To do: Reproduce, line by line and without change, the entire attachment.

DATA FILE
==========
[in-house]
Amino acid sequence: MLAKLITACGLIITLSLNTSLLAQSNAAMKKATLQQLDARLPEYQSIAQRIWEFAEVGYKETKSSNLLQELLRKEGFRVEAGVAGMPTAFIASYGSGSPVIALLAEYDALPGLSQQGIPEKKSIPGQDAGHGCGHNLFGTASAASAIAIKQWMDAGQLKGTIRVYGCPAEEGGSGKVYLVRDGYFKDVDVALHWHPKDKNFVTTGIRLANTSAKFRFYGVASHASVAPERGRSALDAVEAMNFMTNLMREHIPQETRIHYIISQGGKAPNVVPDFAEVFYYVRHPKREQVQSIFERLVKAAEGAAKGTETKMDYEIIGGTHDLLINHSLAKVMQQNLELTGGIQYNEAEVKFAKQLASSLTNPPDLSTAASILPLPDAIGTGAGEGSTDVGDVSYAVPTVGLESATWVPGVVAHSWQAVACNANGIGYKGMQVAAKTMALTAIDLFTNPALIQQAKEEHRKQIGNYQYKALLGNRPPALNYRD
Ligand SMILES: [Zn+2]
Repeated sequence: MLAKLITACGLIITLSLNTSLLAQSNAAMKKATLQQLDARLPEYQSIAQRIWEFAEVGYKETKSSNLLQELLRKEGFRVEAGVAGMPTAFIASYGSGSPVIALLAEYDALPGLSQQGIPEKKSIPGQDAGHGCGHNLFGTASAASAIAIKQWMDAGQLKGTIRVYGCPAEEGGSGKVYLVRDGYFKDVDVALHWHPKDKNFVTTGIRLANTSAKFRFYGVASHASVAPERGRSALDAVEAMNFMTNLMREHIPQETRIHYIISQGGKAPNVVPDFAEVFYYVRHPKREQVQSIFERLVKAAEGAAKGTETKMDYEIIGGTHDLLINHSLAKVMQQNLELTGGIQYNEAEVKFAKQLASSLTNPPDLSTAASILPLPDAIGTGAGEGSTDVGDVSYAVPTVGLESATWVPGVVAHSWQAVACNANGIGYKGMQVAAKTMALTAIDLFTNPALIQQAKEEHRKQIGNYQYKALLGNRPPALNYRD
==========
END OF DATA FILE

[in-house]
Amino acid sequence: MLAKLITACGLIITLSLNTSLLAQSNAAMKKATLQQLDARLPEYQSIAQRIWEFAEVGYKETKSSNLLQELLRKEGFRVEAGVAGMPTAFIASYGSGSPVIALLAEYDALPGLSQQGIPEKKSIPGQDAGHGCGHNLFGTASAASAIAIKQWMDAGQLKGTIRVYGCPAEEGGSGKVYLVRDGYFKDVDVALHWHPKDKNFVTTGIRLANTSAKFRFYGVASHASVAPERGRSALDAVEAMNFMTNLMREHIPQETRIHYIISQGGKAPNVVPDFAEVFYYVRHPKREQVQSIFERLVKAAEGAAKGTETKMDYEIIGGTHDLLINHSLAKVMQQNLELTGGIQYNEAEVKFAKQLASSLTNPPDLSTAASILPLPDAIGTGAGEGSTDVGDVSYAVPTVGLESATWVPGVVAHSWQAVACNANGIGYKGMQVAAKTMALTAIDLFTNPALIQQAKEEHRKQIGNYQYKALLGNRPPALNYRD
Ligand SMILES: [Zn+2]
Repeated sequence: MLAKLITACGLIITLSLNTSLLAQSNAAMKKATLQQLDARLPEYQSIAQRIWEFAEVGYKETKSSNLLQELLRKEGFRVEAGVAGMPTAFIASYGSGSPVIALLAEYDALPGLSQQGIPEKKSIPGQDAGHGCGHNLFGTASAASAIAIKQWMDAGQLKGTIRVYGCPAEEGGSGKVYLVRDGYFKDVDVALHWHPKDKNFVTTGIRLANTSAKFRFYGVASHASVAPERGRSALDAVEAMNFMTNLMREHIPQETRIHYIISQGGKAPNVVPDFAEVFYYVRHPKREQVQSIFERLVKAAEGAAKGTETKMDYEIIGGTHDLLINHSLAKVMQQNLELTGGIQYNEAEVKFAKQLASSLTNPPDLSTAASILPLPDAIGTGAGEGSTDVGDVSYAVPTVGLESATWVPGVVAHSWQAVACNANGIGYKGMQVAAKTMALTAIDLFTNPALIQQAKEEHRKQIGNYQYKALLGNRPPALNYRD